I recently opened my Etsy shop Backyard Spruce, selling needle felted creations and laser cut shadow boxes. Currently I have 14 items up which cost me a grant total of $2.80 (at $0.20/listing). It took me roughly three months from conception to opening to get everything just (mostly) right.
What’s my biggest recommendation? Be a copy cat!
Recently I embraced being a copy cat as an unabashed way to learn, get inspired, and create. Today I’ll talk how being a copy cat helped me overcome my three biggest and most time consuming road blocks to opening my Etsy shop.
Overcoming Road Block #1: Photography
I spent hours looking at others’ photos on Etsy. How did they style their scenes, angles, and aperture? What did I like and what did I find appalling? I was able to get a rough idea of how I wanted my pictures to look, and through quite a lot of trial and error I found the settings that I felt best represented my creations.
There are lots of helpful hints available on Etsy as well, though I found it more helpful to see what various shops were doing with products similar to mine.
Shameless plug time: Yukonstruct now has a photography tent ready to use! I am excited to try it out with my future creations!
Overcoming Road Block #2: Policies & Shipping
For policies I looked at numerous other Etsy shops for how much information was given, how they stated it, and which policies they put in place. I then created my own based on what I believed would be helpful from the initial opening of my shop. I’ve never shipped an item to a customer so it was great to think about what I will do in case of damage or the customer being unsatisfied with the product. I also joined a Whitehorse Etsy team to see what was being done locally.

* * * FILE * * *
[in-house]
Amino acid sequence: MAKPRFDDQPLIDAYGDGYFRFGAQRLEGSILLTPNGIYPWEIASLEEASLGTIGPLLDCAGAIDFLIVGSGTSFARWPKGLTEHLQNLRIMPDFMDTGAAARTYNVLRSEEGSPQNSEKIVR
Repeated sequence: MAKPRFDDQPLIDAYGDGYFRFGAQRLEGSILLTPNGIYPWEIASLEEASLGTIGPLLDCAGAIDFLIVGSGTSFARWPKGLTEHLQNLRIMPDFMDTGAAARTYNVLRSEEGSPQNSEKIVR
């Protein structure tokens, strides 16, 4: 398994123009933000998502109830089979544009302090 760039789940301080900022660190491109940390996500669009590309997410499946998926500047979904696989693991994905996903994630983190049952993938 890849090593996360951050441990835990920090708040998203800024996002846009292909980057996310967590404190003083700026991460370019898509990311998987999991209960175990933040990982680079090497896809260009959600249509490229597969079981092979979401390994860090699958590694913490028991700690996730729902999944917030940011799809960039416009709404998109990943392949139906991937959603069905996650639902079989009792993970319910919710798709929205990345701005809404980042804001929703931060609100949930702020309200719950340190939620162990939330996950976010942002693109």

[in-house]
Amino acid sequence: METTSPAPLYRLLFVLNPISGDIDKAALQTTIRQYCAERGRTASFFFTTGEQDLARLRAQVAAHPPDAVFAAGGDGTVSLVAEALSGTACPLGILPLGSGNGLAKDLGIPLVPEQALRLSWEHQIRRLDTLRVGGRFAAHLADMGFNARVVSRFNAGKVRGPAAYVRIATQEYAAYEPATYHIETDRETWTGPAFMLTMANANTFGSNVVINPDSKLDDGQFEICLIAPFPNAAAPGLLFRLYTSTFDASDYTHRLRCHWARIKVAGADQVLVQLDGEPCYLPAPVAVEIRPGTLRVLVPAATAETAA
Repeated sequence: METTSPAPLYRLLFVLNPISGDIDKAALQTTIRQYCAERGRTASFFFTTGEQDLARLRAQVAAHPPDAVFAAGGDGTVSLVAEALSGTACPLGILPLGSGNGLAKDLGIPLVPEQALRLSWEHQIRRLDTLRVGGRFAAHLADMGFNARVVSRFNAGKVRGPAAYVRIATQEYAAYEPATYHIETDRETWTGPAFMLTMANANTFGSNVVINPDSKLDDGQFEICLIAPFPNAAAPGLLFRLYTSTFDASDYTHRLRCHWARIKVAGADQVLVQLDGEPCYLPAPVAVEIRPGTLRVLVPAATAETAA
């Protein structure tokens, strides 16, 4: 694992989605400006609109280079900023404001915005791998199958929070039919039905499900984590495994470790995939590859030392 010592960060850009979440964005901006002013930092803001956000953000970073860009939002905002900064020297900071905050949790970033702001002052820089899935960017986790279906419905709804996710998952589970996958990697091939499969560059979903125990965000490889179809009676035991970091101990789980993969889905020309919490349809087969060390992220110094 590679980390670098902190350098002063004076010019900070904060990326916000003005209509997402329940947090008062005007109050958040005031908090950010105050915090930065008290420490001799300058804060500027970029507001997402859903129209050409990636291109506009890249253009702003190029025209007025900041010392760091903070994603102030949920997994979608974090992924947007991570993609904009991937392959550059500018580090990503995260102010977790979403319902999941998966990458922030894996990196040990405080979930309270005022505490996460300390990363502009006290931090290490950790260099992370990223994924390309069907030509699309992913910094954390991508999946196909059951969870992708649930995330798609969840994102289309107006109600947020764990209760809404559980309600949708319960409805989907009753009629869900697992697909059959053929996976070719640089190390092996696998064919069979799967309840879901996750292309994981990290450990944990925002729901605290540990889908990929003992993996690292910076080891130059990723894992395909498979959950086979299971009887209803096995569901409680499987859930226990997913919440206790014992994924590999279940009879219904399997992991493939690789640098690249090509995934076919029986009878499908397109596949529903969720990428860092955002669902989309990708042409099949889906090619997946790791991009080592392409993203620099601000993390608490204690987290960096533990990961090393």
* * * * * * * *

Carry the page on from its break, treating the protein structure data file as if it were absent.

Figuring out the price of shipping was an interesting challenge and I will simply have to learn by doing. Right now I have approximate fees that I found through Canada Post’s website for my packaging sizes, and I’d recommend anyone opening a shop do the same. There are still a lot of unknowns for me, including the cost to ship to what Etsy calls “everywhere” and grouped items, but I’ll cross those bridges when I get there!
Don’t let shipping scare you away from opening an Etsy shop! There may be a few dollars lost when a product costs more to ship than expected, but I’m going to consider this the cost of learning.
The guide I found most helpful is the Canada Post Shipping Guide of Glory. How can you go wrong with a name like that?
Overcoming Road Block #3: Pricing
Pricing was perhaps the most nerve wracking part. How much is my time worth? What price points are simply too high? Will anything actually sell?! Again, I searched through Etsy to get an idea of how similar products were being priced and found a way to justify my costs.
So, here’s how I did my pricing. Let’s take my needle felted ermine for example.
Materials = $5.80
Glass eyes $2.50
Pipe cleaner $0.20
Felting needles $0.10 / project
Labour = $150
$10/hr for 15+ hours
Expenses = $5.66
$0.20 Etsy listing
3.5% commission from Etsy (based on $156)
Total = $160
Consider your labour costs carefully. For me, this is a side project I enjoy with low material costs, but I would still rather keep my ermine than sell my time for less than $10/hr. Keeping in mind, too, this cost does not factor in the time it took for me to set up my Etsy shop (which in itself took 15 – 20 hours), or the time it will take to package and ship this little fellow. I have chosen to absorb these costs but you may decide to include them in your product pricing.
I hope this is helpful to your Etsy shop endeavors. It was a lot of fun to create Backyard Spruce and I will continue to learn and grow with it, and hopefully make some sales along the way!
Check out Backyard Spruce on Facebook to follow my shop updates!
Andrea at YuKonstruct